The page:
Me on the Euro, Two Years Ago

I came across this today and had a bit of a laugh at my own expense. Me, two years ago after EFSF was set up. The paper’s a funny read. I certainly underestimated the scale of the existential threat to the single currency. Still, I didn’t get it all wrong:

One can point to a number of issues related to the EU Stabilisation fund that may contribute to undermining the common currency:

1. Countries that avail of the EU Stabilisation fund will have to enforce severe budgetary adjustments. One might argue that, by definition, these adjustments would be required in the absence of a bailout fund. However, it is likely that the EU (and hence the euro) will get assigned much of the blame for the pain associated with the adjustment plan in the same way that the IMF often gets blamed for the pain associated with the adjustment plans to which it provides financial support.

2. If the Stabilisation Mechanism’s goal of eliminating sovereign debt defaults in the eurozone was actually achieved, it would set up a serious moral hazard problem. European governments would no longer have any fiscal discipline imposed on them by bond markets, as these participants would consider eurozone bonds to be risk free because of the safety net. Whether the European Commission would be up to the job of applying sufficient surveillance to ensure the fund would not be needed again is not at all clear.

3. An increased role for the European Commission in budgetary formulation in eurozone countries is an inevitable consequence of the existence of the Stabilisation Mechanism. This development may be welcome in light of the poor budgetary management in many of these countries in recent years. However, the Commission’s role in the budgetary process will be resented by some citizens as undemocratic and will be cited regularly by Eurosceptic groups as a reason to leave the Euro.

4. The Stabilisation Mechanism has been sold as a gesture of cross-country solidarity across the eurozone. The contributions to the Fund are to be provided in proportion to each member state’s share of the ECB capital subscription. However, the truth is that the benefits of this approach are not evenly spread. Some countries are more likely to avail of the fund than others. In addition, because some countries have banks that are clearly more exposed to the debt, a fund to pay off this debt will disproportionately benefit those countries, most likely saving them from further expensive and unpopular banking system bailouts. The realisation that the benefits of the Stabilisation Mechanism are unequally distributed may have negative political consequences in the future.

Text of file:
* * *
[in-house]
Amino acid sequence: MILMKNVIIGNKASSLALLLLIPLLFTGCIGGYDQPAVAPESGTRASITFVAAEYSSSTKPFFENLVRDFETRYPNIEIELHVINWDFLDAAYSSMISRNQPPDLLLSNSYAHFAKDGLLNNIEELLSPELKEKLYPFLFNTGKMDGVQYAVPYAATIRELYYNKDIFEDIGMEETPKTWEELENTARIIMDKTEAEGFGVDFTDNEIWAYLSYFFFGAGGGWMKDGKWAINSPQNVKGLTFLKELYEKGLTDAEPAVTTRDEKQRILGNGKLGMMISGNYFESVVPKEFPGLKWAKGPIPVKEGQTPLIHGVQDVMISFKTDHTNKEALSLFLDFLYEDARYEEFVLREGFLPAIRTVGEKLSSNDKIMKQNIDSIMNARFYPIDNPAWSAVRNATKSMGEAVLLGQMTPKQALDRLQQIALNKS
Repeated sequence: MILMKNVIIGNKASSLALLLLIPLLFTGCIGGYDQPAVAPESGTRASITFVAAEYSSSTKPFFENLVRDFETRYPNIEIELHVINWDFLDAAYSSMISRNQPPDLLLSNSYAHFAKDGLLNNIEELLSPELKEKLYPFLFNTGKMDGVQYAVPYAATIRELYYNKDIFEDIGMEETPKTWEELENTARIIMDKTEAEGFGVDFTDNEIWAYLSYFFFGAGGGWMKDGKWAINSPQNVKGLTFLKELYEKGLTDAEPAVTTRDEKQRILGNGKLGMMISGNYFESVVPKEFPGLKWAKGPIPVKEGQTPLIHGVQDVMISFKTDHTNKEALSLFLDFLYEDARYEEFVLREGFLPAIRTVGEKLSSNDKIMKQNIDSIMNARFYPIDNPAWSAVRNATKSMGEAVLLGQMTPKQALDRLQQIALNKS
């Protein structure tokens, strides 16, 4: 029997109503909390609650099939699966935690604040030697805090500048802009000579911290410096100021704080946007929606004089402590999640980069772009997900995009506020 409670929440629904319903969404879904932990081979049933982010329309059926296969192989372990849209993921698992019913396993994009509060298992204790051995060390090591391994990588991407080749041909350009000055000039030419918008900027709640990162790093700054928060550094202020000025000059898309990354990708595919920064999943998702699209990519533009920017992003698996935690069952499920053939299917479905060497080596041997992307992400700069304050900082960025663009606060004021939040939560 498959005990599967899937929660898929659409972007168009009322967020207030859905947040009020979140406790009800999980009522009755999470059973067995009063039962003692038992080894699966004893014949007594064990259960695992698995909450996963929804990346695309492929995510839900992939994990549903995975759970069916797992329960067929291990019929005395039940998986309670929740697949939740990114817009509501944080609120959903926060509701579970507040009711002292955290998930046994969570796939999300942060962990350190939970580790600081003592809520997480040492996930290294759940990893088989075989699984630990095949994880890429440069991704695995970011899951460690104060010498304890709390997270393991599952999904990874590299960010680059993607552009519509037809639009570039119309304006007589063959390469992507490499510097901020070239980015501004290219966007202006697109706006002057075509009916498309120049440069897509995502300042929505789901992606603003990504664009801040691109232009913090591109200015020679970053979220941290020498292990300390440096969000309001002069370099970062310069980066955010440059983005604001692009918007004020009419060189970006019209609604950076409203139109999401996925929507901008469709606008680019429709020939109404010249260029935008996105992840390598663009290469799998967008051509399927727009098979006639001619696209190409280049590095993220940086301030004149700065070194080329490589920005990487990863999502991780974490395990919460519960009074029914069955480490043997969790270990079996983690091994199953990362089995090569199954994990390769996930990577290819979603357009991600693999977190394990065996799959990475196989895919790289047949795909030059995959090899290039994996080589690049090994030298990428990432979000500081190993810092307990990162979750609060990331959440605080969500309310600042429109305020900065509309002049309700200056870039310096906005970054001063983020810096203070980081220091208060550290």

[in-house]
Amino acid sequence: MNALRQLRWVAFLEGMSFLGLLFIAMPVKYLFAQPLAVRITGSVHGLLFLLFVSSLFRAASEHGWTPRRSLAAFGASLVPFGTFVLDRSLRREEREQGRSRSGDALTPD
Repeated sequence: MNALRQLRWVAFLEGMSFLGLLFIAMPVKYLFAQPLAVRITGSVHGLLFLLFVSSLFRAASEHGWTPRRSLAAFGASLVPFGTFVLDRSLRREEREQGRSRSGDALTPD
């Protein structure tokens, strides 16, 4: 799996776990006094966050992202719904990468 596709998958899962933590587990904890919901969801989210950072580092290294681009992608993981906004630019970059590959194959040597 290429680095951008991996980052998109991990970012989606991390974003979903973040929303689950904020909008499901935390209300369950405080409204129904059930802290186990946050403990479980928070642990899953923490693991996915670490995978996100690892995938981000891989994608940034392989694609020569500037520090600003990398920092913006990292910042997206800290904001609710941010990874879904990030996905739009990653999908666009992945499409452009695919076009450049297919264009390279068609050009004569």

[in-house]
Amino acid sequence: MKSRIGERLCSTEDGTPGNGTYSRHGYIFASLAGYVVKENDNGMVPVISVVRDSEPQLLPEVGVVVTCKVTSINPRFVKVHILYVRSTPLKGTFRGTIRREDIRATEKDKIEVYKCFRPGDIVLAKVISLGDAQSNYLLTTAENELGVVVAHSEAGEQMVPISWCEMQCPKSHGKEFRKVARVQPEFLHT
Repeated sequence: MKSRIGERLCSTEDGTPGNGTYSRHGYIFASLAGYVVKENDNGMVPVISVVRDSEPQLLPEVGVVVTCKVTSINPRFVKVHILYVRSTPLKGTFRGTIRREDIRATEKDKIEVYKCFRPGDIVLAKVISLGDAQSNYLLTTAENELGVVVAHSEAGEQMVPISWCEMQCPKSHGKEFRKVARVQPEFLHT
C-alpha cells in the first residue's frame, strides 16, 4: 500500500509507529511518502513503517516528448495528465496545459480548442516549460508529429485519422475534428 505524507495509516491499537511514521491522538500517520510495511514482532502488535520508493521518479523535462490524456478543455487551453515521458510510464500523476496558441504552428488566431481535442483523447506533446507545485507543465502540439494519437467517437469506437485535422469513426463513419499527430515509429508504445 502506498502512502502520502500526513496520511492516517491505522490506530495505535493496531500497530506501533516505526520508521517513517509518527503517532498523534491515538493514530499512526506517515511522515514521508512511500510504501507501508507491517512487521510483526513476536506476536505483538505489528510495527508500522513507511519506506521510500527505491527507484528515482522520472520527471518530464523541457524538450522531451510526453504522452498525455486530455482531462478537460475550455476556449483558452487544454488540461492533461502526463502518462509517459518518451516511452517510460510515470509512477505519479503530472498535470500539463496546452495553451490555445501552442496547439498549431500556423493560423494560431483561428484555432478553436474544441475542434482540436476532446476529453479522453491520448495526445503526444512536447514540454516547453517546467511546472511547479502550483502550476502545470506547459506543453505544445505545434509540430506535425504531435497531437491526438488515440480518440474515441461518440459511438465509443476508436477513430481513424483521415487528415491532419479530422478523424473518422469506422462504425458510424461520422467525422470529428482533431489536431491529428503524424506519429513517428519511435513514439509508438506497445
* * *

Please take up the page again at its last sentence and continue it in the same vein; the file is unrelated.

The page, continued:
Over the longer term, the biggest threat to the euro will not come from countries such as Greece choosing to establish a new currency. The biggest threat would come from citizens, and ultimately politicians, in a large EU country such as France or Germany deciding that they are not happy with the single currency. One scenario that could lead to such an outcome would be if membership of the single currency became associated in the minds of citizens of these countries with repeated bailouts of less disciplined peripheral members. While this is not a likely scenario over the coming few years, I suspect that the announcement of the Stabilisation Mechanism has pushed Europe a bit closer to this outcome becoming a reality.

The bits about austerity being blamed on the EU and increased fiscal surveillance being grist for Eurosceptics were correct enough. Unfortunately, with the weak support for Greece staying in the Euro coming from its “partners” in Europe, it looks like I got the “Germans-getting-sick-of-bailouts” threat to the euro right as well.